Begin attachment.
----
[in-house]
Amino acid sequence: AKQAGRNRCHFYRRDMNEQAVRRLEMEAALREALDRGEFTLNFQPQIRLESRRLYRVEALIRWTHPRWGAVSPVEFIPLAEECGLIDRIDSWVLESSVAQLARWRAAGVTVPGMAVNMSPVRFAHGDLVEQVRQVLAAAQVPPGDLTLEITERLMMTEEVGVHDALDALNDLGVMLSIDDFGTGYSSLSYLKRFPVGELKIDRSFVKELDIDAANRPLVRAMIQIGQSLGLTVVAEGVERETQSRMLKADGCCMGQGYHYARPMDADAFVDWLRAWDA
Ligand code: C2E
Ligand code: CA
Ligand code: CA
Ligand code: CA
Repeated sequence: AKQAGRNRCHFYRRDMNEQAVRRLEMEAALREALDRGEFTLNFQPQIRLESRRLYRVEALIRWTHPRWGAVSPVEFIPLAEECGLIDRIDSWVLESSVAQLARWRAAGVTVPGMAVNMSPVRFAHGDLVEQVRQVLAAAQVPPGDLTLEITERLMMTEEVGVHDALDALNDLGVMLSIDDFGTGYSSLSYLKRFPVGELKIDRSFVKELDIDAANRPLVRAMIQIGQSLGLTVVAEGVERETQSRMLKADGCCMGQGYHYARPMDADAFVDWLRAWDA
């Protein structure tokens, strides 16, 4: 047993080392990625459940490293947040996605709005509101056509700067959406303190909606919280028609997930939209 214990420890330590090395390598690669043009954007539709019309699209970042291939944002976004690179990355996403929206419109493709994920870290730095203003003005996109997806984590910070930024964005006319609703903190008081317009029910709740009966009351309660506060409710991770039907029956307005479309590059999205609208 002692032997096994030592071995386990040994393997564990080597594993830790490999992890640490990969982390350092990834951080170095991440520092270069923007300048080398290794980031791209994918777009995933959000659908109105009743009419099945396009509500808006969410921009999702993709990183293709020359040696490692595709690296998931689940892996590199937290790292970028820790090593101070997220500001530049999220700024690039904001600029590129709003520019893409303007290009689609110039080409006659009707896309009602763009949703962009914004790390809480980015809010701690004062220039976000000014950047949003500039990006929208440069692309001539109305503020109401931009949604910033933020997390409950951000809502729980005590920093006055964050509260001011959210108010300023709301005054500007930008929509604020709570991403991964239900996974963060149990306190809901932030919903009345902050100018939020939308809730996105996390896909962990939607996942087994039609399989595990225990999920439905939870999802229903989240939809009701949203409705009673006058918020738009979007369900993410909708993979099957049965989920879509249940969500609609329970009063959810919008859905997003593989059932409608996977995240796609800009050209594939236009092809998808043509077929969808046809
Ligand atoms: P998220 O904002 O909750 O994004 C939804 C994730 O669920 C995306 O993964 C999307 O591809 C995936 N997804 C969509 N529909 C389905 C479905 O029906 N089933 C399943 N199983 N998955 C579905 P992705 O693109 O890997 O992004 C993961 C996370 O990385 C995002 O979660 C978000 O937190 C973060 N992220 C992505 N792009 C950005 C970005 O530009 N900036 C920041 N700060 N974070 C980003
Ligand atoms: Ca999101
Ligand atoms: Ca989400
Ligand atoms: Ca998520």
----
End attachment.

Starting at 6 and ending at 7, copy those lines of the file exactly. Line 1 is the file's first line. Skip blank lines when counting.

Ligand code: CA
Repeated sequence: AKQAGRNRCHFYRRDMNEQAVRRLEMEAALREALDRGEFTLNFQPQIRLESRRLYRVEALIRWTHPRWGAVSPVEFIPLAEECGLIDRIDSWVLESSVAQLARWRAAGVTVPGMAVNMSPVRFAHGDLVEQVRQVLAAAQVPPGDLTLEITERLMMTEEVGVHDALDALNDLGVMLSIDDFGTGYSSLSYLKRFPVGELKIDRSFVKELDIDAANRPLVRAMIQIGQSLGLTVVAEGVERETQSRMLKADGCCMGQGYHYARPMDADAFVDWLRAWDA